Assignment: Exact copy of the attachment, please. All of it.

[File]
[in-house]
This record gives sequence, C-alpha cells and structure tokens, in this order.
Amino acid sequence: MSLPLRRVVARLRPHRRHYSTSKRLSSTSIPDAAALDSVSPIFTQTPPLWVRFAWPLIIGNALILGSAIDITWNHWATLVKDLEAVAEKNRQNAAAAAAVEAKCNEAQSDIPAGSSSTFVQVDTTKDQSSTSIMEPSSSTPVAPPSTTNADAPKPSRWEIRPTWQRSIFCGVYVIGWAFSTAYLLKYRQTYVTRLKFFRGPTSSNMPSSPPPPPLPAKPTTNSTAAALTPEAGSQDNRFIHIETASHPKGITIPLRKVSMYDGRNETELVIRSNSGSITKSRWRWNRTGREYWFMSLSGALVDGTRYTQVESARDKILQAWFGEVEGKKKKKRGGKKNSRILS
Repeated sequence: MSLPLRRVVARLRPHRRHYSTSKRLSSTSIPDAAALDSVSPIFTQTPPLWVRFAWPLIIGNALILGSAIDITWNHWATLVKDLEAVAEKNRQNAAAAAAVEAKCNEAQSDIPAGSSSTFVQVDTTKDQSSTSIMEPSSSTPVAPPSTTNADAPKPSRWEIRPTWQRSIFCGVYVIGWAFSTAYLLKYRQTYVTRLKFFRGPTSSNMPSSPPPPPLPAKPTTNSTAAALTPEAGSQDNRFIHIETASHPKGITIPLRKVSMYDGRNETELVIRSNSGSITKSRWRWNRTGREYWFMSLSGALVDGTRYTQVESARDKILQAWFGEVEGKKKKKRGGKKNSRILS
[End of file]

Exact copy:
[in-house]
This record gives sequence, C-alpha cells and structure tokens, in this order.
Amino acid sequence: MSLPLRRVVARLRPHRRHYSTSKRLSSTSIPDAAALDSVSPIFTQTPPLWVRFAWPLIIGNALILGSAIDITWNHWATLVKDLEAVAEKNRQNAAAAAAVEAKCNEAQSDIPAGSSSTFVQVDTTKDQSSTSIMEPSSSTPVAPPSTTNADAPKPSRWEIRPTWQRSIFCGVYVIGWAFSTAYLLKYRQTYVTRLKFFRGPTSSNMPSSPPPPPLPAKPTTNSTAAALTPEAGSQDNRFIHIETASHPKGITIPLRKVSMYDGRNETELVIRSNSGSITKSRWRWNRTGREYWFMSLSGALVDGTRYTQVESARDKILQAWFGEVEGKKKKKRGGKKNSRILS
Repeated sequence: MSLPLRRVVARLRPHRRHYSTSKRLSSTSIPDAAALDSVSPIFTQTPPLWVRFAWPLIIGNALILGSAIDITWNHWATLVKDLEAVAEKNRQNAAAAAAVEAKCNEAQSDIPAGSSSTFVQVDTTKDQSSTSIMEPSSSTPVAPPSTTNADAPKPSRWEIRPTWQRSIFCGVYVIGWAFSTAYLLKYRQTYVTRLKFFRGPTSSNMPSSPPPPPLPAKPTTNSTAAALTPEAGSQDNRFIHIETASHPKGITIPLRKVSMYDGRNETELVIRSNSGSITKSRWRWNRTGREYWFMSLSGALVDGTRYTQVESARDKILQAWFGEVEGKKKKKRGGKKNSRILS